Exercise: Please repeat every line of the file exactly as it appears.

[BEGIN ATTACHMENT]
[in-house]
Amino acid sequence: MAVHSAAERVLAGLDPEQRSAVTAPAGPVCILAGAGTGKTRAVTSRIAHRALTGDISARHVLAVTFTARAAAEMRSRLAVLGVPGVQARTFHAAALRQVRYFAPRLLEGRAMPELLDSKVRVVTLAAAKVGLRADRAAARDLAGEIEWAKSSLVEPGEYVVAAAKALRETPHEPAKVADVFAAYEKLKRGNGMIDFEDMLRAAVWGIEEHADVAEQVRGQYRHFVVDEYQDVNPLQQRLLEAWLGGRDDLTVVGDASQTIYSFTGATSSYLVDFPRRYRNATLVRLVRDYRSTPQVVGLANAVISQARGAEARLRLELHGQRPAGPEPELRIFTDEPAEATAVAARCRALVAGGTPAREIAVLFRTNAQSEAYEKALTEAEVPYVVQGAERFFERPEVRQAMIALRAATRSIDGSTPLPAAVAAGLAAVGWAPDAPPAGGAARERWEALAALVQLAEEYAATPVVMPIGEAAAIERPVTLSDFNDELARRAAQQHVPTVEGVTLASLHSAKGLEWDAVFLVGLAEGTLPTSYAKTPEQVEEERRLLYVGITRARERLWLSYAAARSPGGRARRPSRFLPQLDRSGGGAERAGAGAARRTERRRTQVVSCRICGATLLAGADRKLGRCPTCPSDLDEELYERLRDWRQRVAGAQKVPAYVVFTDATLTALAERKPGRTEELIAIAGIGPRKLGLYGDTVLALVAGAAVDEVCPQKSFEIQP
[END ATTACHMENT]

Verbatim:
[in-house]
Amino acid sequence: MAVHSAAERVLAGLDPEQRSAVTAPAGPVCILAGAGTGKTRAVTSRIAHRALTGDISARHVLAVTFTARAAAEMRSRLAVLGVPGVQARTFHAAALRQVRYFAPRLLEGRAMPELLDSKVRVVTLAAAKVGLRADRAAARDLAGEIEWAKSSLVEPGEYVVAAAKALRETPHEPAKVADVFAAYEKLKRGNGMIDFEDMLRAAVWGIEEHADVAEQVRGQYRHFVVDEYQDVNPLQQRLLEAWLGGRDDLTVVGDASQTIYSFTGATSSYLVDFPRRYRNATLVRLVRDYRSTPQVVGLANAVISQARGAEARLRLELHGQRPAGPEPELRIFTDEPAEATAVAARCRALVAGGTPAREIAVLFRTNAQSEAYEKALTEAEVPYVVQGAERFFERPEVRQAMIALRAATRSIDGSTPLPAAVAAGLAAVGWAPDAPPAGGAARERWEALAALVQLAEEYAATPVVMPIGEAAAIERPVTLSDFNDELARRAAQQHVPTVEGVTLASLHSAKGLEWDAVFLVGLAEGTLPTSYAKTPEQVEEERRLLYVGITRARERLWLSYAAARSPGGRARRPSRFLPQLDRSGGGAERAGAGAARRTERRRTQVVSCRICGATLLAGADRKLGRCPTCPSDLDEELYERLRDWRQRVAGAQKVPAYVVFTDATLTALAERKPGRTEELIAIAGIGPRKLGLYGDTVLALVAGAAVDEVCPQKSFEIQP